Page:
According to Kakar, “Those claiming the attacks have an ideological affiliation with the group. They are splinter groups that were battered in [Operations] Zarb-e-Azb and Radd-ul-Fasaad. They were either killed, or fled to Afghanistan.” Kakar claims that IS is working like a ‘franchise’. “They have a social network here [in Balochistan] — homes and families. Affiliates carry out the attacks and IS claims them.”
Kakar compares it to a KFC franchise. Except that IS franchises don’t exactly work in the same way as those in the corporate sector. For instance, the IS finds itself at war with the Afghan Taliban — a former ally. Yet the clout of terror groups, claims Kakar, has been “significantly reduced” as compared to earlier in the decade.“Go over the attacks carried out in the last 10 years,” he says. “The terrorist groups and the government regularly change colours. When hundreds of Hazaras were being martyred, the provincial government eliminated the leadership of these groups here.”
But after the capacity of the terrorist groups was significantly reduced, they started attacking the soft targets. “This is a new challenge — to protect regular citizens, walking on the roads,” he continues.
According to Pastor Simon Bashir of the Bethel Memorial Methodist Church, Christians now fear stepping out of their homes and avoid doing so unless absolutely necessary. “After the December bombing, there was an atmosphere of fear surrounding the Christian community,” he says. “But none of us thought we would be individually targeted — we thought churches would be attacked. But after the surge in roadside attacks targeting Christians specifically, we know for a fact that we are being hunted down on our streets.”
Pastor Bashir’s in-laws’ house lies in the vicinity of the Easter Monday attack. He witnessed the killings. “I was on the way to the house, when I heard about the attack,” he recalls. “That’s when the fear crept in.” He reveals that the security forces have asked the community to maintain a low profile — the clergy in particular. “But being a priest, I have to attend events in universities and homes,” he says, adding that the while the security forces have promised to increase checkposts, none have been added thus far.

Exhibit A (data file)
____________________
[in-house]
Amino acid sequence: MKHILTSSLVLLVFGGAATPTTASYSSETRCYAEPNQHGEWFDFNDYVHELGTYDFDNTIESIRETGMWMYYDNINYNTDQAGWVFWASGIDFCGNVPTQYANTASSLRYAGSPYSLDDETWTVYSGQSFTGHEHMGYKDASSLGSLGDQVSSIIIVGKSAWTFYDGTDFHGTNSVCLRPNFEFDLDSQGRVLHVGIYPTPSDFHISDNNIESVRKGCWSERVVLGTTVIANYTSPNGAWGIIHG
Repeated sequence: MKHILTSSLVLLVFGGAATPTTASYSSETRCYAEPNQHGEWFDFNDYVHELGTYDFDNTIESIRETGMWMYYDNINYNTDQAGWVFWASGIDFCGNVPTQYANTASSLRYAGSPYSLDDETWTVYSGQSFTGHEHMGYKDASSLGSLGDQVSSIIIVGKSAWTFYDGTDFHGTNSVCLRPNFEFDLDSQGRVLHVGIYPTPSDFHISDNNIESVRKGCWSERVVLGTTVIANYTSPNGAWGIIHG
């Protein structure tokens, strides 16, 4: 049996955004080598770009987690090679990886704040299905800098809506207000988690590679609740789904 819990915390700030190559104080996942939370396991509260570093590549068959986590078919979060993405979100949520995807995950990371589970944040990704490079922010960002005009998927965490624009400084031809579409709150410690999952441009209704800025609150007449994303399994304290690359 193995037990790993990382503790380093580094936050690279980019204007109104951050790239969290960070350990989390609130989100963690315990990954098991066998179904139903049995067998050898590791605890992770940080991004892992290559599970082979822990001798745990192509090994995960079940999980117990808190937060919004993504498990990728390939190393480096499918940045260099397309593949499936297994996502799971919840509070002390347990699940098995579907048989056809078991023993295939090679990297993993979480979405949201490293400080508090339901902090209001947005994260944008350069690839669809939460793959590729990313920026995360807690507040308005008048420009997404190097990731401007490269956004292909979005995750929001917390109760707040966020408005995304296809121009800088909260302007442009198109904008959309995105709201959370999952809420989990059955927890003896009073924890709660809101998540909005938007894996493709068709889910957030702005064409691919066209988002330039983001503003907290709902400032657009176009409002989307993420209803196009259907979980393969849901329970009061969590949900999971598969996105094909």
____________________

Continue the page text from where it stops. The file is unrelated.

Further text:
Is asking an entire community to stay home, and adding more checkposts the best way to counter IS attacks in Balochistan? “Countering such attacks is difficult as lone attackers are hard to stop,” says Khattak. “It is a classic IS tactic.”
According to Khattak, one way to prevent the attacks is for vulnerable communities to plan their movement at times when they would be less likely to be attacked. In addition, intelligence-based operations need to be fast-tracked. But none of this guarantees complete safety.
Kakar contends that preemptive action needs to be taken in accordance with intelligence reports. “But when this is done, the perpetrators go and stand with [Pashtoon Tahaffuz Movement leader] Manzoor Pashteen, claiming human rights violations.”
Khattak, however, believes strict action should be taken against the LJA, but engagement is also needed. “There is no solution but to eliminate the die-hard LJA members. They are so ideologically charged that this is the only way out,” he says.
Kakar says eliminating terror groups from Balochistan will be a long process. “The groups we arrest
will keep regrouping — this fight will continue for at least another 10-15 years.”